How do you judge whether a sitcom is a success? Is it in sheer numbers of laugh-out-loud moments? If so, 30 Rock is doing pretty well this season. It’s been consistently coercing surprise guffaws out of me, a feat that other formerly reliable sitcoms (Modern Family, The Office) have lately failed to accomplish. Lutz in particular, along with his pirate baubles, have been bringing the lulz. But what if you judge a sitcom on deeper elements—characters, relationships, and story—that are the hallmarks of the enduring classics: shows like Cheers, The Golden Girls, and, to name one more in the spirit of 30 Rock, Arrested Development? Then, I’m afraid, 30 Rock is in deep trouble. It seems to have taken a turn into latter-day Simpsons territory, where the jokes fly faster and more furiously than ever before, but fewer seem to hit, and the characters devolve into one-dimensional buffoons. I’d definitely say that "Nothing Left to Lose" was an improvement over last week’s bizarre meditation on meditating, but to call it a “good” episode would be a stretch.
First, the pluses: It had a relatively coherent, if utterly absurd, plot, and a merciful lack of Hazel. Jenna was made the fool by the writers' room pranksters, who convinced her to dress up like Smurfette for a Christopher Nolan audition. She therefore pledged to get revenge by rooting through the garbage in search of humiliating evidence; when she failed to turn up anything on Lutz, she felt guilty, and went back into the dump to make him feel better. Aha, but it was all a ruse: They just wanted to sell footage of Jenna covered in garbage to a German fetish website.
In hindsight, little about this plot makes sense, foremost being how they knew she’d omit Lutz in the first place. But whatever, it produced enough laughs to justify its existence. I’m not entirely sure how I felt about Jenna’s strange, tearful confessional (somehow tied into a running gag about employment self-evaluation), or the character repeatedly telling her reflection that she hates herself. The fun of Jenna is that she has no self-awareness, humility, or humanity. Having her acknowledge her own self-loathing just served to deflate six seasons’ worth of character-building. (Or rather, character-shallowing.)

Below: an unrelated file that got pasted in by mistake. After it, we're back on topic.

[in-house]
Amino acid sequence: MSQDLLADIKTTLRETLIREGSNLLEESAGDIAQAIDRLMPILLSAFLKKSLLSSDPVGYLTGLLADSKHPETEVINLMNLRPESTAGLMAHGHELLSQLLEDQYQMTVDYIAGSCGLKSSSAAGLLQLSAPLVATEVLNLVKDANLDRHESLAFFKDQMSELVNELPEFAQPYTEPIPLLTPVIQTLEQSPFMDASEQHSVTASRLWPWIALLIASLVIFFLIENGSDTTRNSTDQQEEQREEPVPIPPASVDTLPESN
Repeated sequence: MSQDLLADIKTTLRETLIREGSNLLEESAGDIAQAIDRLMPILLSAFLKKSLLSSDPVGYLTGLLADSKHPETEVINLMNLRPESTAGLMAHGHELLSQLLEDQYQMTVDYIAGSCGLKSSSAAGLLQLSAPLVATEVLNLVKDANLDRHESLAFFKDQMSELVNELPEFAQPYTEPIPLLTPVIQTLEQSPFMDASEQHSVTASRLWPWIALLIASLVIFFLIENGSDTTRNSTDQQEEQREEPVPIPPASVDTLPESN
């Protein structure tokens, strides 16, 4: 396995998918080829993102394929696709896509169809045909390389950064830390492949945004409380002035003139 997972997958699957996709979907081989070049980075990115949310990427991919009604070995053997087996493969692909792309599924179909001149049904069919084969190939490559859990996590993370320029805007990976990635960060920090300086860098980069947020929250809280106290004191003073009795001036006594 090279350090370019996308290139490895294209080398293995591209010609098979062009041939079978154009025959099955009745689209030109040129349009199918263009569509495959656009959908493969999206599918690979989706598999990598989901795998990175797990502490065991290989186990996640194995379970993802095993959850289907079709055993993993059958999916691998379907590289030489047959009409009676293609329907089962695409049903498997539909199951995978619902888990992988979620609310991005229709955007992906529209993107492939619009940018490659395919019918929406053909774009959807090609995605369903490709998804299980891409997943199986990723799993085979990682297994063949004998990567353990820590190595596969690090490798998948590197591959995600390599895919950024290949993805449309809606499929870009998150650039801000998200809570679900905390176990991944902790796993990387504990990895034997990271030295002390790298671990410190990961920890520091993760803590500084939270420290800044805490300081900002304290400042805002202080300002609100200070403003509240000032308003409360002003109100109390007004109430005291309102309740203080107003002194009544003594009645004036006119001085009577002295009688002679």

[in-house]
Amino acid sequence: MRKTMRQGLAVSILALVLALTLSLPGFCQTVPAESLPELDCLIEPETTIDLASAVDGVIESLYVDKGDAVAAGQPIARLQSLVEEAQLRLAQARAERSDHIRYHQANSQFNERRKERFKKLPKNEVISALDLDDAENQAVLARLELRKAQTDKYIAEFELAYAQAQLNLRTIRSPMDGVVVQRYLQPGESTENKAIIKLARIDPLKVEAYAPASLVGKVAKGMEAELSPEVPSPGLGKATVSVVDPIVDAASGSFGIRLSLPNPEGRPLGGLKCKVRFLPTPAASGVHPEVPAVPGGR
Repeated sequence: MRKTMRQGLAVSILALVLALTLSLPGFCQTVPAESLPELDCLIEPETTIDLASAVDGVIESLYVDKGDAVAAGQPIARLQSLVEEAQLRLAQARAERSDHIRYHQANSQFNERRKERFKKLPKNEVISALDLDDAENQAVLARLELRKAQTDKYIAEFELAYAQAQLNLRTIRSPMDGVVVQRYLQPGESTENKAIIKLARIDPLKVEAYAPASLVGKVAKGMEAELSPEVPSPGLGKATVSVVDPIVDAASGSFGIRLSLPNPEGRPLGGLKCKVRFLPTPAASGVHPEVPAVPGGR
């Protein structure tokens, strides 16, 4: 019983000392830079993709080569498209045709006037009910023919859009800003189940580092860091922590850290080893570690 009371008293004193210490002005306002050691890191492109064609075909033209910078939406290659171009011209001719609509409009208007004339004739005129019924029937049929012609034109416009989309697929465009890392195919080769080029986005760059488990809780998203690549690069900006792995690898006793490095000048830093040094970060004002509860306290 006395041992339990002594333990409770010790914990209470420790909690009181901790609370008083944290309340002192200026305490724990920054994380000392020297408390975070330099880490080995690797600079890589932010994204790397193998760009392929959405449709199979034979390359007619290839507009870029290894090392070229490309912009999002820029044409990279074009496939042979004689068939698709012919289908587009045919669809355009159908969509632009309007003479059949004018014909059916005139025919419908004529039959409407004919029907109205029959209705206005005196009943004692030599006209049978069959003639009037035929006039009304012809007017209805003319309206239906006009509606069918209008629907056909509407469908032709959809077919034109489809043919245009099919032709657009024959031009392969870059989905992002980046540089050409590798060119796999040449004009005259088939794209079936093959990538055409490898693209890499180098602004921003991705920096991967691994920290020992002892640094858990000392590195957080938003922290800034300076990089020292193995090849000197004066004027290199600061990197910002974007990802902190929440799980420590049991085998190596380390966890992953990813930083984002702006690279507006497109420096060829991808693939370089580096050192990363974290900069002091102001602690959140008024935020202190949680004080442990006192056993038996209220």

Then there was that Liz/Tracy plot, which was truly bizarre, and involved Tracy having a toy ring removed from his nose, giving him a sense of smell for the first time since childhood. Okay, it felt a little familiar, but I was ready to roll with it. Then it transformed in a way that we can all agree none of us saw coming: Tracy thinking Liz was the father who abandoned him, because she uses the same African-American-marketed pomade that his dad did. Once again, the show’s “edgy” exploration of race was nudged ahead, with a mock-commercial for the product. I must admit, I enjoyed it much more than Kenneth’s line about laughing like “two Jews watching The Daily Show,” a one-liner whose humor eluded me.
And finally there was Pete, who said during his self-evaluation that his aspirations for five years into the future were to remain exactly where he was—a response Jack took great issue with. This was the plot that worked least for me, mainly because Jack would never care what some peon wrote in his self-evaluation.
What did you think? And as always, what were your favorite lines or moments?
Jack: "Your life is tied to the fate of the Ring. It must be destroyed."
Frank [re: Lutz]: "Well, he is estranged from his teenaged son, Kellan Lutz from Twilight."
Tracy: "It’s a Kalifornia Kong, which is two California Kings tied together with gorilla leather."